November 12, 2013

How to Save a Historic Veterans Affairs Hospital Campus

There are 150 historic hospital campuses operated by the Department of Veterans Affairs today, but many are threatened with closure, replacement with a “shiny, new” facility, or demolition of signature historic buildings. A new report from the National Trust offers recommendations for saving these campuses and buildings, and today’s toolkit boils it down to tips and examples you can use in your community.

Veterans Day, TPM BattleSan

Veterans show why This Place Matters to them at Battle Mountain Sanitarium Administration Building.

First, six preservation tips to help you when advocating for a historic VA site:

1. Understand the needs of veterans. Find out what the VA and veterans in your community want from a facility. More or less space? Different uses? Make the case that buildings that might no longer be suitable for one use are a great fit for a different, new use, including by outside groups.

2. Make the case for the buildings. Historic buildings come with loads of great attributes, such as high ceilings, natural light, landscapes that offer recreation and respite, and transit-friendly locations close to other services.

3. Tell the story. Collect oral histories from veterans and employees. Prepare an exhibit featuring historic and current campus images. Because many campuses were popular tourist destinations, there are often great historic postcard images to share.

4. Let the community in. Develop and lead a campus tour (featuring “behind the scenes” locations that people have always wondered about but never seen) or participate in a local “Doors Open” community event. Follow the heritage travel itinerary for the National Soldiers Homes developed by the VA and the National Park Service.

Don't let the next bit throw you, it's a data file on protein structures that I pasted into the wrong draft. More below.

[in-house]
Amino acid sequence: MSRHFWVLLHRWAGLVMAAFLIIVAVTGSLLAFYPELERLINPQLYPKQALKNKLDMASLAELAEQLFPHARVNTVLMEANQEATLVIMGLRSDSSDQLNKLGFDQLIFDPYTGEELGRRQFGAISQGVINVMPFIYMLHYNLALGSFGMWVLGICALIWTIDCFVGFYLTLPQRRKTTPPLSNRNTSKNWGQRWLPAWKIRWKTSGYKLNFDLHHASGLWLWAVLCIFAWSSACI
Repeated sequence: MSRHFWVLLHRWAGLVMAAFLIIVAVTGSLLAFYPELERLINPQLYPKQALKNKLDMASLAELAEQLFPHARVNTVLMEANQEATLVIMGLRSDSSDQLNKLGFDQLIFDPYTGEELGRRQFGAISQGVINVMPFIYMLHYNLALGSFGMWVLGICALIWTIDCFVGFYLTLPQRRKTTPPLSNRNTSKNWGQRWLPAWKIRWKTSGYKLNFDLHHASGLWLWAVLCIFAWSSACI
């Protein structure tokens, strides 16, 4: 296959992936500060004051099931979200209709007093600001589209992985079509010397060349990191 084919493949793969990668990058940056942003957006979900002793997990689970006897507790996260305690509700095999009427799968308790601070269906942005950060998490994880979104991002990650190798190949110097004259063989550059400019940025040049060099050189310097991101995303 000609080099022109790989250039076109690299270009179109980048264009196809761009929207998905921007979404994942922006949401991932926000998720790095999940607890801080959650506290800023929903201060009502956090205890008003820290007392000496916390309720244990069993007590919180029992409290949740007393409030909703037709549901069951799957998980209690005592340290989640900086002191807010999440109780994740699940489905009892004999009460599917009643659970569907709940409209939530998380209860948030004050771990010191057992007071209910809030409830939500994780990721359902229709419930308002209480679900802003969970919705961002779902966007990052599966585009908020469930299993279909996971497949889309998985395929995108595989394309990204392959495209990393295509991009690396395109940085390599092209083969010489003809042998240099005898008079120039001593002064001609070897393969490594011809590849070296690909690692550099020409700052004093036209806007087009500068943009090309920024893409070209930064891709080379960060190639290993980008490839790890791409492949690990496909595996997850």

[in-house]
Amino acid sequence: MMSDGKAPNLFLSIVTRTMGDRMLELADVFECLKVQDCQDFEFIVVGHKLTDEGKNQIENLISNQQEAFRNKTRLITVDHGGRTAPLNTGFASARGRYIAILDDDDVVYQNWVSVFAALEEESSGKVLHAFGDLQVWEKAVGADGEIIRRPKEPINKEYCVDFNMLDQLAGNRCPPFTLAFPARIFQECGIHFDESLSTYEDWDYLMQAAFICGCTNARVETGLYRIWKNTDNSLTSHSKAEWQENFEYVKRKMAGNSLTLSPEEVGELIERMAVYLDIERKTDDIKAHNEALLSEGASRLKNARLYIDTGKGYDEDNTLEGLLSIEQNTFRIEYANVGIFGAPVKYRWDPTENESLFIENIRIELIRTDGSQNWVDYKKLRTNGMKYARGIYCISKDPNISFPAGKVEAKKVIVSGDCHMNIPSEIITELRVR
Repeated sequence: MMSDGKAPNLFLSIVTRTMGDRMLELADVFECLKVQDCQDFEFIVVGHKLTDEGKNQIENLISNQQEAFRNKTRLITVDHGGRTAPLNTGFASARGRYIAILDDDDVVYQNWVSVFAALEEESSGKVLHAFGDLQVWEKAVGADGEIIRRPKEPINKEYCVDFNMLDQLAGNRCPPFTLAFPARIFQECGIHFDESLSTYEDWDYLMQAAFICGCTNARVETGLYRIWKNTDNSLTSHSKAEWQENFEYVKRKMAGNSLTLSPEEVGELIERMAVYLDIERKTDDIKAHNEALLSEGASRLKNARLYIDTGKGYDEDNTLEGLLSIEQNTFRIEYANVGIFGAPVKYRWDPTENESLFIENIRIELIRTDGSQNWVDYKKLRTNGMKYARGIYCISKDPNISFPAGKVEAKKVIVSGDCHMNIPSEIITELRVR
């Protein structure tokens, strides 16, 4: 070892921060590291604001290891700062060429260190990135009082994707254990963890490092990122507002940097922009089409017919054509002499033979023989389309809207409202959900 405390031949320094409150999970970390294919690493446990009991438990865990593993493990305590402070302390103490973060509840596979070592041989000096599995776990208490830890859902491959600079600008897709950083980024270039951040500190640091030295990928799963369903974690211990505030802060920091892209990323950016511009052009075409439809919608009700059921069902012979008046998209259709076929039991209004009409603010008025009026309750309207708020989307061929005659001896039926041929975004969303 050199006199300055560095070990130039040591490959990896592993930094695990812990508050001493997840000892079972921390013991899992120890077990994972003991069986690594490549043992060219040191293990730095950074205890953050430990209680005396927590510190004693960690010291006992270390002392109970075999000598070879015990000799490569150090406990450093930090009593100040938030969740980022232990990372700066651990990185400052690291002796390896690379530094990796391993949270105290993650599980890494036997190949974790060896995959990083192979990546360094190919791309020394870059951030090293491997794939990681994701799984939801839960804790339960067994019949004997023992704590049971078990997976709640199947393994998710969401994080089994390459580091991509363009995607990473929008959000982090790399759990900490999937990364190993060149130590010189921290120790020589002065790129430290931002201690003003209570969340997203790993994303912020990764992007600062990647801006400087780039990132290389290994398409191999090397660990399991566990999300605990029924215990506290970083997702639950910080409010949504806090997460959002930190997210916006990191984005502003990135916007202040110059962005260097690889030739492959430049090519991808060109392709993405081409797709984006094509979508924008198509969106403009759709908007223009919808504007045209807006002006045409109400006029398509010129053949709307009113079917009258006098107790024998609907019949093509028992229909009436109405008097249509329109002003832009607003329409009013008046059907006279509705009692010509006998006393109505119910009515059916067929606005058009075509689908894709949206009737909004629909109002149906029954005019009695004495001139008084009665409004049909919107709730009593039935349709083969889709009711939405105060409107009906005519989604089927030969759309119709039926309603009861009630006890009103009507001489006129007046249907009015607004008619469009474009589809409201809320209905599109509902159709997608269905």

5. Organize a “save it” campaign. Successful campaigns are most effective when they start early; are broad-based and community-driven; and engage a wide variety of veterans, citizens, businesses, nonprofits, and government entities. The case studies below include many great examples.

6. Arm yourself with information. Our new report, Honoring Our Veterans: Saving Their Places of Health Care and Healing, includes background on the VA, information on how they make decisions about historic properties, and case studies to model in your community.

Old Main Building

photo by: Matthew Gilson

Milwaukee VA Soldiers Home.

Next, four examples of VA campus projects to check out:

7. Battle Mountain Sanitarium (Hot Springs, S.D.): One of our National Treasures, this National Historic Landmark is threatened with abandonment and closure. The Department of Veterans Affairs wants to shutter it after over 100 years of service to veterans and construct a new facility 60 miles away.

8. Milwaukee VA Soldiers Home (Milwaukee, Wis.): Since 1867, this National Treasure has provided care to veterans throughout the region. Though many of the Soldiers Home buildings remain in use, three of the largest and most visible -- Old Main, Ward Memorial Hall, and Home Chapel -- are currently unoccupied and could be lost unless they are restored to support veterans’ needs.

9. Dwight D. Eisenhower VA Medical Center (Leavenworth, Kan.): In the early 2000s, the VA planned to demolish 39 historic buildings on the National Historic Landmark campus to expand the cemetery. Instead, those buildings were leased to a developer who is rehabilitating them for housing and offices in support of the VA’s mission.

10. Canandaigua Medical Center (Canandaigua, N.Y.): In 2003, the VA proposed to close this 1930s campus and relocate services to other facilities. The community organized in opposition to the closure and, 10 years later, Canandaigua continues to operate and new VA services have been added.

By: Amy Cole and Jenny Buddenborg, Denver Field Office

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